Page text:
Nothing creates panic like a letter from the IRS announcing an audit. Take a deep breath, reread the notice and get ready to rumble.
Don't assume the IRS is right. Many people get notices saying they owe money. Most result from simple data or reporting errors the tax authorities believe you made. "But there is a good chance the notice is incorrect," said Larry Elkin, a certified public accountant with Palisades Hudson Financial Group in Scarsdale.
Don't just pay the bill. Check the facts, or ask your tax preparer to investigate. If the tax authorities' figures are wrong and yours are correct, you should be able to clear up the matter routinely, said Elkin.
Don't go it alone. Get a CPA, tax attorney or IRS-authorized enrolled agent. A pro will find out what the auditor wants to know, gather the information and present it clearly and concisely without triggering additional issues. "One of the biggest mistakes you can make is to represent yourself," said Barbara Kaplan, a shareholder with the law firm of Greenberg Traurig in New York City.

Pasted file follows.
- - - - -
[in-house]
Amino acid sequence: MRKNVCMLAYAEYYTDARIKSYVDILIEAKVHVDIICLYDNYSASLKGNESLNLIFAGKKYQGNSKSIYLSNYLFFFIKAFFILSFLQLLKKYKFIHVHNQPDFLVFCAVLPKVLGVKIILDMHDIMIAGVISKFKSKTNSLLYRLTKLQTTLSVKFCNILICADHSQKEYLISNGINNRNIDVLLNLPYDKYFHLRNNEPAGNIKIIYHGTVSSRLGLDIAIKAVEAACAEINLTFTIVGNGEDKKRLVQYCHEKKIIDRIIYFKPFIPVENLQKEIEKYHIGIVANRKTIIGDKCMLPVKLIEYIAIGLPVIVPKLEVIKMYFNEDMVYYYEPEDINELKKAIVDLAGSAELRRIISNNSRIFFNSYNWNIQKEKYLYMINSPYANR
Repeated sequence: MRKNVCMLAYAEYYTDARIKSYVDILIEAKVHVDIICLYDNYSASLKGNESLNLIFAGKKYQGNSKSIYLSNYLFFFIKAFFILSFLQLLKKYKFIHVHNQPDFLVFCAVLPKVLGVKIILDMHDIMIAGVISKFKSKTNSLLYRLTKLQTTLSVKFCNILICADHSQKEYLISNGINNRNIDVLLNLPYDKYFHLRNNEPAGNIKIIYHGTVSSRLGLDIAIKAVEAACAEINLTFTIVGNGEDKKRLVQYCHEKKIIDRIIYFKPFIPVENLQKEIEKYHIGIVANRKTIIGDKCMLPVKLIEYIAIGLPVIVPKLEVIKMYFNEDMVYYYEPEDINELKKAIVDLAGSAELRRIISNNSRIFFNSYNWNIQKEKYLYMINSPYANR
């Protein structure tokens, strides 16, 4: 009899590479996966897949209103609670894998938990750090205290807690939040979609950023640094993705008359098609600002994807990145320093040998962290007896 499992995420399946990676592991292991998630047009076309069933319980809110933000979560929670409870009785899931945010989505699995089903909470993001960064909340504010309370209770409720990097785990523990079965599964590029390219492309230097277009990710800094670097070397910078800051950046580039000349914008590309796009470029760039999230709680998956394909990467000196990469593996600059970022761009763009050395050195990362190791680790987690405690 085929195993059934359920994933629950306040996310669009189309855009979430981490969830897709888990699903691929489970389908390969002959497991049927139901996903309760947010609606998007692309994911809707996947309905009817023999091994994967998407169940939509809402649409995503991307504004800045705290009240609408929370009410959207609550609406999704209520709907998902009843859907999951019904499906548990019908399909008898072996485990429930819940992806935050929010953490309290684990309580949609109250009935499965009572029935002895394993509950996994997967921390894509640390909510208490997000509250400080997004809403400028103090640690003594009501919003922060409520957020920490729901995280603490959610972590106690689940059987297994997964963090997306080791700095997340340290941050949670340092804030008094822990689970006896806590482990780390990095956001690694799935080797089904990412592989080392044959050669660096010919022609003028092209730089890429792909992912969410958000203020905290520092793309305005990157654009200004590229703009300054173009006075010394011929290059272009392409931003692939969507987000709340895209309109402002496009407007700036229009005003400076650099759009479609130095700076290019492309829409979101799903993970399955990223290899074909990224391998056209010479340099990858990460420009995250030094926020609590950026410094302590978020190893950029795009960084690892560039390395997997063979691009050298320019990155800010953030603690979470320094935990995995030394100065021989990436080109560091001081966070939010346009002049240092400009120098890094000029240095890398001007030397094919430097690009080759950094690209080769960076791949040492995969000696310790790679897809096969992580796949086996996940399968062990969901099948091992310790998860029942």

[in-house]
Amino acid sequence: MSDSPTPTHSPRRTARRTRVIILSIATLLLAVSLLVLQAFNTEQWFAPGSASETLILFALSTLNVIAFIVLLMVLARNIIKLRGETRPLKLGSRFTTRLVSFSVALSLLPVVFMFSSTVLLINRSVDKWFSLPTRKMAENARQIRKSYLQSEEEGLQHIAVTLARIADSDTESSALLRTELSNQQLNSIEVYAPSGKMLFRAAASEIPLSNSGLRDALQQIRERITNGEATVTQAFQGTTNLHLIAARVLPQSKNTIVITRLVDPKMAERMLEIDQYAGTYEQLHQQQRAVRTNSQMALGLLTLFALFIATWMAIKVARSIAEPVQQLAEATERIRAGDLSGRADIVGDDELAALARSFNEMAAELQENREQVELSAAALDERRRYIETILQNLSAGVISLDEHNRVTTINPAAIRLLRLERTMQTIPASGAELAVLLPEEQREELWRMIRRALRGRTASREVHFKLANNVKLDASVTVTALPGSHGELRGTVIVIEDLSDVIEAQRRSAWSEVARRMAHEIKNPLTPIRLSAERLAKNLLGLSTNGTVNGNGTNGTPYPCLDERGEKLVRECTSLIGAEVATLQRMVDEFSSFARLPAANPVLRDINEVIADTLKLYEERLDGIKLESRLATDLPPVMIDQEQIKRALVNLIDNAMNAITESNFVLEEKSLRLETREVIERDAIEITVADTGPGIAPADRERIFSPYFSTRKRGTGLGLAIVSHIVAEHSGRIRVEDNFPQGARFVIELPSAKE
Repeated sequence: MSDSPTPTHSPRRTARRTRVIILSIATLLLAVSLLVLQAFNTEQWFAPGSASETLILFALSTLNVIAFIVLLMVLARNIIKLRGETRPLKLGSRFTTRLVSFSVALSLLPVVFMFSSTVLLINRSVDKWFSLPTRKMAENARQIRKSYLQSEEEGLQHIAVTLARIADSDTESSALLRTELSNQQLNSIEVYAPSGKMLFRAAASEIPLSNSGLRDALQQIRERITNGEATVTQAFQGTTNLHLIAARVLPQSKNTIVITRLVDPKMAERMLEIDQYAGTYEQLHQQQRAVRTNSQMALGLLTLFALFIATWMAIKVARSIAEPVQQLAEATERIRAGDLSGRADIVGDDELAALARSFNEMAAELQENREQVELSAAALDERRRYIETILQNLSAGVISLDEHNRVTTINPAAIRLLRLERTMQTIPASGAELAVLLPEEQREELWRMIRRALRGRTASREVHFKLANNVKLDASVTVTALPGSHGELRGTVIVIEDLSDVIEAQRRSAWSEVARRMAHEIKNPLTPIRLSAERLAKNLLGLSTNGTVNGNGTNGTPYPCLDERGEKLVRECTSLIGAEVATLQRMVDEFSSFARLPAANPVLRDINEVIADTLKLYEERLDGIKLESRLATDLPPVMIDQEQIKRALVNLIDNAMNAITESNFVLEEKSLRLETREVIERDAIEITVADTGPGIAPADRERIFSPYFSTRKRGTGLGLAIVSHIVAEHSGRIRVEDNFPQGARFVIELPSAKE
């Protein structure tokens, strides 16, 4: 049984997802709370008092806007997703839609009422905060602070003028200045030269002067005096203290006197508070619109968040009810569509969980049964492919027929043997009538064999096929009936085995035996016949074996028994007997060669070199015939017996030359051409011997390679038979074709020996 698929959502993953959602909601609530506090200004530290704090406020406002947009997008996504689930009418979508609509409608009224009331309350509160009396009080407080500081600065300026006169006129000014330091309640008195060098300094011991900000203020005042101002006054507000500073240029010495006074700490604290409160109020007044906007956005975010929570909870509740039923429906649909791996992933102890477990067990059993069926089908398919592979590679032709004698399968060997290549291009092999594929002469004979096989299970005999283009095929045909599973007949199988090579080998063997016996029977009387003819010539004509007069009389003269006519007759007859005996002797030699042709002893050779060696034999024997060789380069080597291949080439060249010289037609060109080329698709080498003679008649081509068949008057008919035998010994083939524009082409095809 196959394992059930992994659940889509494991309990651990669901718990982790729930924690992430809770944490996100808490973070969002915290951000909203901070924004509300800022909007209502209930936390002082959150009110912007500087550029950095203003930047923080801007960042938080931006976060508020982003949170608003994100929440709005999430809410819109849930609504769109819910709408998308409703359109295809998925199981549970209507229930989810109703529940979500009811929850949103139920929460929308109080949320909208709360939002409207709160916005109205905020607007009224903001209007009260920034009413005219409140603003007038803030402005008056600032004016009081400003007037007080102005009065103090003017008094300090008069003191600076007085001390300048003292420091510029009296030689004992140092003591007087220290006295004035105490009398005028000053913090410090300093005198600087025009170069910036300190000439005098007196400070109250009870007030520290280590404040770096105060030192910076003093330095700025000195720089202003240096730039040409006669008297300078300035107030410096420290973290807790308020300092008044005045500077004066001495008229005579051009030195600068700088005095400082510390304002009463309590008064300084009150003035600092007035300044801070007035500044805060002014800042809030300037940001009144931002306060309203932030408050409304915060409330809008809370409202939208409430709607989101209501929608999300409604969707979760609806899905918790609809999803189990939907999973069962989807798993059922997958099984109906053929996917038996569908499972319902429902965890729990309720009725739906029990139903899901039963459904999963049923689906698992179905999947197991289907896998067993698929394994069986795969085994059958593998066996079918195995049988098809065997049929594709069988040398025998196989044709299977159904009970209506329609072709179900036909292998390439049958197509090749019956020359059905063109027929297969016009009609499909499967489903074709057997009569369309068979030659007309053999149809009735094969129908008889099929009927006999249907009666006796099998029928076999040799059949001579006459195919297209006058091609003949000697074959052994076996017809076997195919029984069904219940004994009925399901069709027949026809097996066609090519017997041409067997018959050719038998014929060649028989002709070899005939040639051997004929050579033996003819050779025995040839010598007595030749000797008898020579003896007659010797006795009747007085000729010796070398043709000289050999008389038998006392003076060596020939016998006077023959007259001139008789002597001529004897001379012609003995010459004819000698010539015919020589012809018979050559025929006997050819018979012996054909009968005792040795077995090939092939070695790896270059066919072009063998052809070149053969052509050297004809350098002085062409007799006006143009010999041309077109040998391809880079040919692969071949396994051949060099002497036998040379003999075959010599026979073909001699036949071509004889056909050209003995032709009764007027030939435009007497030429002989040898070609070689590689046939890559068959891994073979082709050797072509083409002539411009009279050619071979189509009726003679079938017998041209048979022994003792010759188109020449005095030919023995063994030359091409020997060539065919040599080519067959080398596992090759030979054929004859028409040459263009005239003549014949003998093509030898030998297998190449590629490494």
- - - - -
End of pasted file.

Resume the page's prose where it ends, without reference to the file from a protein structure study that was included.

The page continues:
Cooperate during the audit. If an auditor raises an issue and you're wrong, confess. "Owning up builds credibility that might earn you the benefit of the doubt on other issues, such as minor gaps in your records," said Elkin.
What shouldn't you do? David Selig of Selig & Associates, a tax representation and advocacy firm in New York City, said: "Don't volunteer any information that isn't asked of you, and never discredit your own tax return."